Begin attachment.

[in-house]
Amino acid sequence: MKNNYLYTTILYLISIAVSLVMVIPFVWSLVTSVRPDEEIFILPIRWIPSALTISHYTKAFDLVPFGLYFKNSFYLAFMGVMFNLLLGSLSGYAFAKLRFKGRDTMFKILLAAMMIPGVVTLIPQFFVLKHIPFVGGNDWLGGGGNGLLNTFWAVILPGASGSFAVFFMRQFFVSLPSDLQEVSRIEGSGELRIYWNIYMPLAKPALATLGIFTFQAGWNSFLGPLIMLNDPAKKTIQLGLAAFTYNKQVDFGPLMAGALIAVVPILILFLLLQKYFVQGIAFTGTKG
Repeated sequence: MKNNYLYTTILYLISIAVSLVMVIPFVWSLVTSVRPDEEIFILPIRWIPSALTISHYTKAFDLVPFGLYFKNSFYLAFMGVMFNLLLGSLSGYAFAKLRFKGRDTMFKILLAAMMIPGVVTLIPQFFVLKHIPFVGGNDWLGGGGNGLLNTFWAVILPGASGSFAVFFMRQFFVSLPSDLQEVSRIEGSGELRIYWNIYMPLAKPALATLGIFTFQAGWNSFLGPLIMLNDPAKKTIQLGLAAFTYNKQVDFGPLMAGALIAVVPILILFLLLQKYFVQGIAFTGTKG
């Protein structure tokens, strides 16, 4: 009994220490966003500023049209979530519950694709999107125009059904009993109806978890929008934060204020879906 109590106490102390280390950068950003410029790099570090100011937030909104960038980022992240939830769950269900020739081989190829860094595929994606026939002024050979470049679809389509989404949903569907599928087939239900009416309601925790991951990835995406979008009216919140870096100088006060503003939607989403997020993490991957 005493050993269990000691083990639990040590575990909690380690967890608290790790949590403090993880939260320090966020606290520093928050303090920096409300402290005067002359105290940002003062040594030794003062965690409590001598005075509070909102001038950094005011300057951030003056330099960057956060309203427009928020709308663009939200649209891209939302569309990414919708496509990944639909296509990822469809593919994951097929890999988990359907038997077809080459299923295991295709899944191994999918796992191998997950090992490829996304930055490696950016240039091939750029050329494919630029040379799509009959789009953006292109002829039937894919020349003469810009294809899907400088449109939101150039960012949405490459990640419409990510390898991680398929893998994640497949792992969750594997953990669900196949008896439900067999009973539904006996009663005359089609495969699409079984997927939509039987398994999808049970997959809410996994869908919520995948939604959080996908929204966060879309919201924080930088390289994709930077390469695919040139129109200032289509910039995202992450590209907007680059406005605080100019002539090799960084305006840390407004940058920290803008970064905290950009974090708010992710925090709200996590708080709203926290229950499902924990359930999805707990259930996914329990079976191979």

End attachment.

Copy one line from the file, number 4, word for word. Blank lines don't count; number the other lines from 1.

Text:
């Protein structure tokens, strides 16, 4: 009994220490966003500023049209979530519950694709999107125009059904009993109806978890929008934060204020879906 109590106490102390280390950068950003410029790099570090100011937030909104960038980022992240939830769950269900020739081989190829860094595929994606026939002024050979470049679809389509989404949903569907599928087939239900009416309601925790991951990835995406979008009216919140870096100088006060503003939607989403997020993490991957 005493050993269990000691083990639990040590575990909690380690967890608290790790949590403090993880939260320090966020606290520093928050303090920096409300402290005067002359105290940002003062040594030794003062965690409590001598005075509070909102001038950094005011300057951030003056330099960057956060309203427009928020709308663009939200649209891209939302569309990414919708496509990944639909296509990822469809593919994951097929890999988990359907038997077809080459299923295991295709899944191994999918796992191998997950090992490829996304930055490696950016240039091939750029050329494919630029040379799509009959789009953006292109002829039937894919020349003469810009294809899907400088449109939101150039960012949405490459990640419409990510390898991680398929893998994640497949792992969750594997953990669900196949008896439900067999009973539904006996009663005359089609495969699409079984997927939509039987398994999808049970997959809410996994869908919520995948939604959080996908929204966060879309919201924080930088390289994709930077390469695919040139129109200032289509910039995202992450590209907007680059406005605080100019002539090799960084305006840390407004940058920290803008970064905290950009974090708010992710925090709200996590708080709203926290229950499902924990359930999805707990259930996914329990079976191979």